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Wildlife in Borneo and Malaysia
Some of the wildlife that can be spotted on a Borneo and Malaysia holiday...
Orangutan (Borneo species: Pongo pygmaeus)
Long-haired, reddish brown primates. This highly intelligent ape spends most of its time up in the trees or in lowland dipterocarp forests, eating mostly fruit and young leaves. Every night, an orangutan will bend branches together into a bowl shape, fill with foliage, and create a nest to sleep in.
Found: Borneo and Sumatra.
Interesting fact: Babies stay with their mothers for up to 8 years.
Proboscis monkey (Nasalis larvatus)
A reddish brown monkey. The male monkey has a distinct look with his unusually large fleshy nose. This shy monkey eats mostly leaves, seeds and unripe fruit. They are fantastic swimmers, often seen belly-flipping into rivers, and have evolved partially webbed hands and feet.
Found: Borneo’s lowland forests and mangrove swamps.
Interesting fact: can swim underwater up to 20m.
Borneo pygmy elephant (Elephas maximus borneensis)
A subspecies of the Asian elephant. They are smaller with larger ears and straighter tusks. Scientists believe this species was isolated around 300,000 years ago, when elephants trouped across swampy land joining Sumatra and Borneo, when sea levels were lower during the ice ages.
Found: swampy land in Borneo.
Interesting fact: around an estimated 2000 left in the world.
Sun bear (Helarctos malayanus)
Covered in short black fur, with an orange-yellow chest patch, the sun bear’s diet consists of lizards, birds, rodents, insects, termites, fruit and honey. They have large claws making them excellent climbers and sleep high up in the branches of the dense forests. Sun bears have poor eyesight and will become aggressive when cornered.
Found: South Asia tropical forests.
Interesting fact: the smallest of the world’s eight bear species.
Müller’s Bornean gibbon (Hylobates muelleri)
A rainforest dwelling primate in the gibbon family that inhabits northern and eastern Borneo. The fur of the gibbon is grey or brown, with a bright ring of fur around their face. They will live together in monogamist pairs, eating mainly fruit, and defend their family territory with long, loud singing.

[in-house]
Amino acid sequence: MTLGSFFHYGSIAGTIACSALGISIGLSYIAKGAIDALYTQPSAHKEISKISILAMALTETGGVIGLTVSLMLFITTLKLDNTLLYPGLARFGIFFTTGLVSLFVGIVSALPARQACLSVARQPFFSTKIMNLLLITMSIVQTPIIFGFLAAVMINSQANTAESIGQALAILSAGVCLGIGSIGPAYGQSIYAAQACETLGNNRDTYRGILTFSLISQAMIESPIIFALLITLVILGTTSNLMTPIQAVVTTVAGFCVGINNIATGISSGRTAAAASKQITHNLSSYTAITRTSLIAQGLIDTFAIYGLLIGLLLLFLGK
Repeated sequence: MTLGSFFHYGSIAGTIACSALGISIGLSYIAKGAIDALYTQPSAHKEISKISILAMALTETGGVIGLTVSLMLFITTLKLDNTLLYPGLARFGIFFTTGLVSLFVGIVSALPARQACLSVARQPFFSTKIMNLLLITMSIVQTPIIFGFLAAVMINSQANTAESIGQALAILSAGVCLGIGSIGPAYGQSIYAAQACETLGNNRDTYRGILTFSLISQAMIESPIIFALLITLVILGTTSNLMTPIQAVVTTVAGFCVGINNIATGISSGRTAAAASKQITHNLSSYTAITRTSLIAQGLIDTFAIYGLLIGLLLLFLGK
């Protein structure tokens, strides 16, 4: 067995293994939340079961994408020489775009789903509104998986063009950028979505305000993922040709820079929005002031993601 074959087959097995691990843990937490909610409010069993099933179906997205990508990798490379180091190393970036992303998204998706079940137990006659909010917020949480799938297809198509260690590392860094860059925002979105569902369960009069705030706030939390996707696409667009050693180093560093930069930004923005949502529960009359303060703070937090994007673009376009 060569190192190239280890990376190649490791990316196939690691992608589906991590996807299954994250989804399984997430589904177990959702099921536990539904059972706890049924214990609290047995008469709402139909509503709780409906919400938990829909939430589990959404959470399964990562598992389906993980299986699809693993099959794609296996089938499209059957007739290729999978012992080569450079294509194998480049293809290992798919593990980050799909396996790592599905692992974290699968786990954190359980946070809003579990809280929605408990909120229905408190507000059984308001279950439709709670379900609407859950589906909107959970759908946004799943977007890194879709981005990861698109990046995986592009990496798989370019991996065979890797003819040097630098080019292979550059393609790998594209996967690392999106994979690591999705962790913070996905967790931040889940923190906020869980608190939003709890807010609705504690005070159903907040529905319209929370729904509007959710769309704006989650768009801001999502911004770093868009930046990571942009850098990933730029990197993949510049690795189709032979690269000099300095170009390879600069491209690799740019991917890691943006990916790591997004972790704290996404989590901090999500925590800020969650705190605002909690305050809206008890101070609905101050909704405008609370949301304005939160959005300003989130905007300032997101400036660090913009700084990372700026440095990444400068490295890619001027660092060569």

Found: endemic to the island of Borneo
Interesting fact: their thumbs extend from the wrist.
Clouded leopard (Neofelis nebulosa)
Only recently recorded as a new cat species, so very few facts are known about this type of leopard, which is a master at avoiding humans. It is thought to be a solitary animal, which is mostly nocturnal, and spends much of its life in trees. Clouded leopards eat varied prey, from birds to monkeys and wild pigs.
Found: forests at elevations of up to 2,500m.
Interesting fact: hangs upside-down from branches to spot prey.
Sambar deer (Cervus unicolor)
These quiet, nocturnal deer feed on a wide variety of vegetation. Females live in small herds of up to sixteen individuals and male sambars live alone for much of the year. Females are very protective of their young and will defend them from most predators, which is rare for most deer.
Found: mostly in woodlands.
Interesting fact: has smaller antlers than deer species found in other parts of Asia.
Bornean bearded pig (Sus barbatus)
A large long-legged pig, with a “beard” of coarse, bushy hairs on the bridge of its nose and cheeks. Can swim well, and are good climbers. They are mostly active in the morning and late afternoon, often spending afternoons wallowing in mud, or sleeping. Both sexes have sharp tusks which may grow to 25cm long in males.
Found: in rainforests and mangrove forests.
Interesting fact: hairs in the beard can be up to 15cm long.
Flying squirrel (Pteromyini)
Are not capable of flight like birds but instead will glide between trees. Their diet consists of fruits, nuts, fungi, and birds’ eggs, which they will forage for at night. They have developed membranes between their fore and hind legs, which allow them to launch themselves off trees and glide through the air with outstretched limbs.
Found: forested areas.
Interesting fact: there are 12 species of flying squirrel in Borneo.